Potential: Increase in Corruption/Co-optation of different actors, Increase in violence and crime, Specific impacts on women, Loss of landscape/sense of place


Project StatusIn operation
Conflict outcome / response:Criminalization of activists
Court decision (undecided)
Strengthening of participation
Violent targeting of activists
Development of alternatives:The Van Gujjars communities are demanding the recognition of the forest rights under FRA, upon the inhabited forest land. As pastoralist and nomadic group the community is asking for the recognition of the right of 'grazing (both settled and transhumant) and traditional seasonal resource access of nomadic or pastoralist communities' as sec. 3(1) d of the FRA.
Do you consider this an environmental justice success? Was environmental justice served?:No
Briefly explain:The Van Gujjars living within and around Corbett are still demanding for their forest rights, but as for now, their rights are not being legally recognized. No Environmental Justice and Recognition of rights.

Sources & Materials

Juridical relevant texts related to the conflict (laws, legislations, EIAs, etc)

The Scheduled Tribes and Other Traditional Forest Dwellers Act, 2006

Wildlife Protection Act, 2006 Amendment

Down To Earth. 'Supreme Court orders removal of illegal residential colony from Corbett', Kumar Sambhav Shrivastava, July 4, 2015.

[1] Tehelka. 'Corbett, now on sale'. Author: Mazumdaar Jay, Sept. 17

The Times of India. 'NGT orders eviction of 800 settlers from Corbett'. Seema Sharma, May 25, 2016

The Times of India, 'Van Gujjars to be relocated from Amangarh Tiger Reserve '. Author: Harveer Dabas, April 5, 2017.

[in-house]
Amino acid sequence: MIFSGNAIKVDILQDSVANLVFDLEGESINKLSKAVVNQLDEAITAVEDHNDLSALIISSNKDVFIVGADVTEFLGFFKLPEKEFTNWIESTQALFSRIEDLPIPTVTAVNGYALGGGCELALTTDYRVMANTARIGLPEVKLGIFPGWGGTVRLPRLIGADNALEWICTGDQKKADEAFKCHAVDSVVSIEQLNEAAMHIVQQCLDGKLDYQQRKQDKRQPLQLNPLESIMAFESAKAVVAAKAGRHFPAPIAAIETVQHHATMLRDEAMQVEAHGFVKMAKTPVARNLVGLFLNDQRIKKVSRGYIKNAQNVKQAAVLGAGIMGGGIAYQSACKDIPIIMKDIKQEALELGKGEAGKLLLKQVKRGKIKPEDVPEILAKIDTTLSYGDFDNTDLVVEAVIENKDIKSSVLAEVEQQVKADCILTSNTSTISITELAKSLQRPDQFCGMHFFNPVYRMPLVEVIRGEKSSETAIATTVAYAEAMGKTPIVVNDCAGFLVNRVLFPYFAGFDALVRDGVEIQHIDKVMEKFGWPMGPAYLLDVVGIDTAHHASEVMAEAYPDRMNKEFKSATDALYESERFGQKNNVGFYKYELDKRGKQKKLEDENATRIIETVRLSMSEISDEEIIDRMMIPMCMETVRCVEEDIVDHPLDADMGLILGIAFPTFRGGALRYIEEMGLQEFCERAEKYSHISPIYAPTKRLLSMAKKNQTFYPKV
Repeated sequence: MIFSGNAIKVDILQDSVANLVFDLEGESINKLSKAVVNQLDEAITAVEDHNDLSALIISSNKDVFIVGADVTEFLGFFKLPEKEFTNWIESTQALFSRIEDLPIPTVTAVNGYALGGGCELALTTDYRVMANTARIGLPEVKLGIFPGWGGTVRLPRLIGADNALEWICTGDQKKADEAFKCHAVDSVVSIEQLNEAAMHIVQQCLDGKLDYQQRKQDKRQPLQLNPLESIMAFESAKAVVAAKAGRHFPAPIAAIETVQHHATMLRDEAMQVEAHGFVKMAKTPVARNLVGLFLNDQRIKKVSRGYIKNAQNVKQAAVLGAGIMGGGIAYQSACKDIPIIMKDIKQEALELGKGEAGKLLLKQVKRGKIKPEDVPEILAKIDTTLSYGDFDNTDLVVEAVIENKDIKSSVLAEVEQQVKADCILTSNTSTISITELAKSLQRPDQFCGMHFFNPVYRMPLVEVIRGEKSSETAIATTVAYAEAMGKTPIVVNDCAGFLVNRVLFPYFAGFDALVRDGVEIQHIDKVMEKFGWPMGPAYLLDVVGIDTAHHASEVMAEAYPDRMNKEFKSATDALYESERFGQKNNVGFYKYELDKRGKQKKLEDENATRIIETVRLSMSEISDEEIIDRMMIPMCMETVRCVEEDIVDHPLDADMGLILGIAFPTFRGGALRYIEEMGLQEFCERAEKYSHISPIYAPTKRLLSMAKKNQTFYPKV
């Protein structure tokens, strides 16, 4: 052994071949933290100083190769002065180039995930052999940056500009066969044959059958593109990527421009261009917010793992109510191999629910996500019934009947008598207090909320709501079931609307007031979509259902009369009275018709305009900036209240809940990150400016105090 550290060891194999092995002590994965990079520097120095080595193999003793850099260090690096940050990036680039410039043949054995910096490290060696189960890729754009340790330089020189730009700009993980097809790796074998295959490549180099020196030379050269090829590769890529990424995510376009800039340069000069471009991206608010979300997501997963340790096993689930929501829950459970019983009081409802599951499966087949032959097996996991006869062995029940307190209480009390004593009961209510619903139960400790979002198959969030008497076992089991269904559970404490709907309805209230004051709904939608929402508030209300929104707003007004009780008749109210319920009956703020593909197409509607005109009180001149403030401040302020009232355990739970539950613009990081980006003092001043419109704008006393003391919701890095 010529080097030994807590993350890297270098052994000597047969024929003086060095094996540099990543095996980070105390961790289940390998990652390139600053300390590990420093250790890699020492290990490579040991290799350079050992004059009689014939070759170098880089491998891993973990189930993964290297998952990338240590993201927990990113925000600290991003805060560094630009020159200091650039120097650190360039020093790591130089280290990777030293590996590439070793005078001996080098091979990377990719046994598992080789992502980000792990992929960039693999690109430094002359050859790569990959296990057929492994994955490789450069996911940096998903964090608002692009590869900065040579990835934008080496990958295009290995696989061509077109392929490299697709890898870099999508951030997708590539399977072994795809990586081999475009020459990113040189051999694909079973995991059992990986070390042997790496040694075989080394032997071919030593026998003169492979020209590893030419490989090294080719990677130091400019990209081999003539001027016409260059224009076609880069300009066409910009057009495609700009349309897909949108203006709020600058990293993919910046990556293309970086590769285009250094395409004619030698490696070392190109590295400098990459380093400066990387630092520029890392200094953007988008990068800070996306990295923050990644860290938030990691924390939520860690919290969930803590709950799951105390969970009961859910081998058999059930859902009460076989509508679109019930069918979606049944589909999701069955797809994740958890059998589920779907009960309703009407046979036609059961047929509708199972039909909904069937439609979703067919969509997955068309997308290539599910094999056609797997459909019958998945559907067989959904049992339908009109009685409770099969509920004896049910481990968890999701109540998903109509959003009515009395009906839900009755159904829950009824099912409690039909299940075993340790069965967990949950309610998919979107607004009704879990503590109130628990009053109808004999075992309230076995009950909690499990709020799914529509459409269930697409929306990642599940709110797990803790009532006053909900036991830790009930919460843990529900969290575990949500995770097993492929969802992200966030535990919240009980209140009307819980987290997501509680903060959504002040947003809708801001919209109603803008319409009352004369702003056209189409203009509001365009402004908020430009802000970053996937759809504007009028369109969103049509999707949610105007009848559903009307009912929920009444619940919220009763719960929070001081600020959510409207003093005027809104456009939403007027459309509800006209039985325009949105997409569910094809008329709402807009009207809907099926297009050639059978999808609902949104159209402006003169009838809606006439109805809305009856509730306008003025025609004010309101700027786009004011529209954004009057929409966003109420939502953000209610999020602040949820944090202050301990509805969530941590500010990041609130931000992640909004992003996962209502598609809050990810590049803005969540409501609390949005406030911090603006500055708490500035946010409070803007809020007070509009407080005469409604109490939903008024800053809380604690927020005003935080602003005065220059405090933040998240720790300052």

The Tribune. Van Gujjars being harassed, says activists. Jan 5, 2017.

[4] 'Uttarakhand High Court orders to evict Van Gujjars from forest', in Intercultural Resources, a blog.

[6] Hindustan Time. 'Supreme Court directs status quo on relocation of Van Gujjars' Author: Neeraj Santoshi, Sep 24, 2018.

[2] The Hindu. 'The Forest Won't Forget: A struggle for land in Ramnagar'. Author: Kavita Upadhyay, Jan. 17, 2017.

[3] The Wire. 'No Country For Pastoralists'. Author: Meenal Tatpati and Neema Pathak Broome, Feb. 14, 2018

[8] Times of India "If you can’t protect wildlife, will ask Centre to denotify protected areas". Aug. 11, 2018. Author: Vineet Upadhyay

[9] Protected Area Update Vol. XXIV, No. 4, August 2018, pg. 14.

[7] Hindustan Times."Wildlife board agrees to hike compensation to conflict victims" June15, 2018. Author: Nihi Sharma

Protected Area Update Vol. XXIV, No. 4, August 2018, pg. 14.

Hindustan Times."Wildlife board agrees to hike compensation to conflict victims" June15, 2018. Author: Nihi Sharma

[5] The Indian Express. 'Uttarakhand: Van Gujjars are threat to wildlife, their rehabilitation against public policy, says HC'. Author: Kavita Upadhyay, Aug 17, 2018

Other comments:We are thankful for the information shared by Tarun Joshi of Van Panchayat Sangarsh Morcha.

Meta information

Contributor:Eleonora Fanari, ICTA (UAB), [email protected]
Last update18/02/2019



Saphi Bhai, Tumadiya Khatta village.

Saphi Bhai is Van Gujjar from Tumadiya Khatta, situated at the fringe of Corbett Tiger Reserve. He is also a leader in the struggle for the Forest Rights. He and his family have been highly harassed in 2015 an 2016 and his huts destroyed by the forest department. Credit: Eleonora Fanari

Thumadhia Kathia destroyed by Forest Department

The village ofTumadiya Khatta was destroyed on May 2015 by the forest department, bulldozers were used to destroy the huts of the Van Gujjars living in the area. Credit: Eleonora Fanari

Meeting at the fringe of Corbett Tiger Reserve.

People of the Tumaria hamlet near the Corbett Tiger Reserve attend a meeting related to the Uttarakhand Assembly polls. Image retrieved by:

Meeting on Forest Rights Act

tarun Joshi, a leader of the Van Panchayat Sangarsh Morcha., address the people in an assembly to discuss on the importance of the Forest Rights Act.